For many people, one of the highlights of traveling is trying the local cuisine.
Local ingredients, secret recipes passed down from generation to generation as well as the sounds, sights and smells of your destination make native dishes tough to replicate.
Many of us don’t even try.
Even if you could get your hands on real kaffir lime leaves, your Beef Panang will not evoke the same euphoria that it did in Phuket if you are enjoying it while watching the snow fall in Stockholm.
That being said, there is another group of us who aren’t from here, and in order to survive homesickness and the overload of meat+potato+brown sauce combinations we are committed to the never ending search for dishes that taste like home.
For some of us searching for a taste of home is a fun challenge and for others it is a must to survive.
Fortunately, Swedes have traditionally been very open to foreign influences and there is most likely a restaurant, or two, that represents your homeland.
Keep in mind that not all local cuisine is created equally.
Access to certain ethnic foodstuffs which are deemed critical to home cooking can be a challenge not only for our individual needs, but also for restauranteurs.
To make things a little more complicated, before being introduced in Sweden many of the foodstuffs have been altered to be more appealing to the Swedish palate and our “home cooked meal away from home” naturally suffers because of it.
Below are just a few restaurants that have exceptional authentic cuisine.
There are certainly many more out there and if you have a few favorites let me know. I would love to try them.
Tex-Mex: La Neta
This place isn’t fancy, but authentic taco joints don’t need to be. La Neta concentrates on three to four different types of tacos/quesadillas (25kr-45kr/piece) and does them well, very well. They make no compromises and, true to form, serve only mexican beer.
I proudly give them my seal of approval and would even dare to bring my dad here. The real nostalgia hit me when I noticed their salsa bar – mild, medium and hot at no extra charge – just like home.
I admit this restaurant looks suspect from the outside, (OK it looks suspect from the inside as well) but rest assured, great food awaits! Our first time here we were more than slightly intimidated.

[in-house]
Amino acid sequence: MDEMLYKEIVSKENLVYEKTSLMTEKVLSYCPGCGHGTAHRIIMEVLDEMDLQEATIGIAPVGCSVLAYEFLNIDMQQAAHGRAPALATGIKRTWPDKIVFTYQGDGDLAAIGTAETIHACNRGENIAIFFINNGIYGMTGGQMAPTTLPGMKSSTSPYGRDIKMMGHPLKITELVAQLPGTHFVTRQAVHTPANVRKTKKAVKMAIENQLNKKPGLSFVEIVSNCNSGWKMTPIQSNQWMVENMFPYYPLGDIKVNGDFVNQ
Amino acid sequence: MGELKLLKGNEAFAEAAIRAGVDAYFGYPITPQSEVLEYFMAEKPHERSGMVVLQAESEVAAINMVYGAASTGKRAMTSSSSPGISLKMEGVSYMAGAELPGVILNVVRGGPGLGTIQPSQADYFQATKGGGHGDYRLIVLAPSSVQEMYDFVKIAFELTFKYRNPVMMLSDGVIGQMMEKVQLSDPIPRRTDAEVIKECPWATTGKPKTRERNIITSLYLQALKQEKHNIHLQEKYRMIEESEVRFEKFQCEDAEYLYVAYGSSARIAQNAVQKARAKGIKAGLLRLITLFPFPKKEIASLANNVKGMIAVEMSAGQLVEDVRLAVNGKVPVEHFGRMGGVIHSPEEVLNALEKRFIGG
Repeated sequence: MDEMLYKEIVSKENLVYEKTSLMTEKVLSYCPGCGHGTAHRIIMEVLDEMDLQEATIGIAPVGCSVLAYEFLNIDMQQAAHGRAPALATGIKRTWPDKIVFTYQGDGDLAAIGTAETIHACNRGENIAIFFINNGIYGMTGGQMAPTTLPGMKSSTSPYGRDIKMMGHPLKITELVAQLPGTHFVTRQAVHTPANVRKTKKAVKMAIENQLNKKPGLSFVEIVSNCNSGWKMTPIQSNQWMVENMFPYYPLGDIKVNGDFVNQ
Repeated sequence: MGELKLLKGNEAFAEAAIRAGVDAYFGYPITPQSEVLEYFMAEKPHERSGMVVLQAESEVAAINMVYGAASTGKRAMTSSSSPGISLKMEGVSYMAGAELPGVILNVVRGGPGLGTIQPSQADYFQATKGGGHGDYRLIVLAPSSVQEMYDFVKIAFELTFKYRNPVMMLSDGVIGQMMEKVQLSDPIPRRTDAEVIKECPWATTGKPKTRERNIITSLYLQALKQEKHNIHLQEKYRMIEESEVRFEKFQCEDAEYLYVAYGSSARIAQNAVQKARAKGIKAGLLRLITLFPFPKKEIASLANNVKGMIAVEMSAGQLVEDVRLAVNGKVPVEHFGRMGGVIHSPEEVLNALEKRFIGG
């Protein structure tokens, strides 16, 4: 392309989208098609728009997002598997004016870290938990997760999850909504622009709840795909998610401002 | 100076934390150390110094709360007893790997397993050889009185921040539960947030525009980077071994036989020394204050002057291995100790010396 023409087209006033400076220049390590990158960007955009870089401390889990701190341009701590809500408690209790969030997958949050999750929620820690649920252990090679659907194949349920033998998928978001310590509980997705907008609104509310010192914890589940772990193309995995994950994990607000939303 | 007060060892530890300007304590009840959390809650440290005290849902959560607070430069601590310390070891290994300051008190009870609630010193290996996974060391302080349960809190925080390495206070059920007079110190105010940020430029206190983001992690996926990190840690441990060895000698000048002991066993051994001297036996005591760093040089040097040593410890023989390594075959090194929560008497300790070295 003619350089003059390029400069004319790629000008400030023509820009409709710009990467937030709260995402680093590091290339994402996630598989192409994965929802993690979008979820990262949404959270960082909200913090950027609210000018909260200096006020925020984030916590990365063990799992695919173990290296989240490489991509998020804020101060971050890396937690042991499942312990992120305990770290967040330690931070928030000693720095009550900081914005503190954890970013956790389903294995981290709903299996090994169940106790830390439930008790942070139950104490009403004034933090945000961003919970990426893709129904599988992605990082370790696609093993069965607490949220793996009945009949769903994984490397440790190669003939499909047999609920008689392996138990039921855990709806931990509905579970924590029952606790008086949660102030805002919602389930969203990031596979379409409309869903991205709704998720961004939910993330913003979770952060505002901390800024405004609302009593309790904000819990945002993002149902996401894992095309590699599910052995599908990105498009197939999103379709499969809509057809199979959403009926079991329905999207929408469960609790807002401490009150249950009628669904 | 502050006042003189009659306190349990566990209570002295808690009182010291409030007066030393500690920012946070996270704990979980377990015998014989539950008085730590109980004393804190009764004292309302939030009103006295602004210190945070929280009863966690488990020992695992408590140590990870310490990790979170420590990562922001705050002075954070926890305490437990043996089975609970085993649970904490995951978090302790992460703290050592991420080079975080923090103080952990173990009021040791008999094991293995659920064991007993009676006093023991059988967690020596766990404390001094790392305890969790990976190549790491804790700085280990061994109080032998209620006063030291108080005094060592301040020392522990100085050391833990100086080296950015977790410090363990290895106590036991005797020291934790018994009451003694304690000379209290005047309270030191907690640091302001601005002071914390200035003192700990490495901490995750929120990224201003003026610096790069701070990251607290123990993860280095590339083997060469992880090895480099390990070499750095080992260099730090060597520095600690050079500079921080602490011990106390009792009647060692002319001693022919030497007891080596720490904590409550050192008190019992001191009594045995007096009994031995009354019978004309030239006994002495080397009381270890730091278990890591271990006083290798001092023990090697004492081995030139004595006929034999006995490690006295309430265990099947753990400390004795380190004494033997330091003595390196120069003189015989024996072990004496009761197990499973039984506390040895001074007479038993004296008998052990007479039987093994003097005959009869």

Our waiter was used to a table full of newcomers and he quickly navigated us around the menu. My favorite item is the mixed plate which includes small portions of their most famous lamb, chicken, beef and vegetable stews. All main dishes are served with obligatory Ingera which helps in the absence of silverware.
Yes, Ethiopian food is eaten with your hands.
Don’t even try to ask for silverware, they don’t have it. These dishes are geared to Ethiopian tastes and are quite spicy but that only means you have to try one of the numerous African beers on their menu to cool off. The entire experience is much more fun with a group of friends and the large restaurant can easily accommodate groups. If you are feeling really adventurous stay for the disco on Fri/Sat night.
Japanese/Sushi: Sushi Zen
Many people who have traveled outside of Sweden often reflect on the fact that Swedish sushi is boring. I totally agree. The only thing worse than ordering 10-bitar lax is replacing half of them with 5-bitar avocado.
If you are going to eat sushi, then eat sushi and stop contributing to the lack of creativity. I do agree that good, fresh fish should speak for itself. I am not asking for a smorgasbord wrapped in seaweed (Try Sushi Samba’s Yamato: tuna, foie gras, oestra caviar and gold leaf) but I do think that there is a middle-ground and that Sushi Zen is just the place.
Sushi Zen may be tough to find, but once you follow the steps down to the underground restaurant chef Fujio and his family will make you feel like home. Their sushi isn’t complicated but they have a wide selection of fish and it is always fresh. The sashimi special for lunch can’t be beat.
Pizza: Pizzeria Hatt
This restaurant is not on my list because it serves the most authentic Italian pizza. (I still haven’t found that yet.) It is on my list because it serves really good pizza, with quality, fresh ingredients and you will never find a kebab pizza on their menu.
This bare bones restaurant, located at Upplandsgatan 9 in central Stockholm, has only 3 tables inside but the pick-up line consistantly streches to the sidewalk outside. The first time I tried to eat here it was unexpectedly closed with a sign on the door that read, “Closed – we ran out of cheese.”
Finding replacement cheese to keep your pizzeria running is not difficult. However, a restaurant that chooses to close rather than compromise quality has my heart…and my stomach.
I haven’t been to Arirang yet but I plan to try it very soon. Enough people have recommended it to me so that I felt obligated to add it to my list. They have traditional Korean BBQ as well as Bibimbap.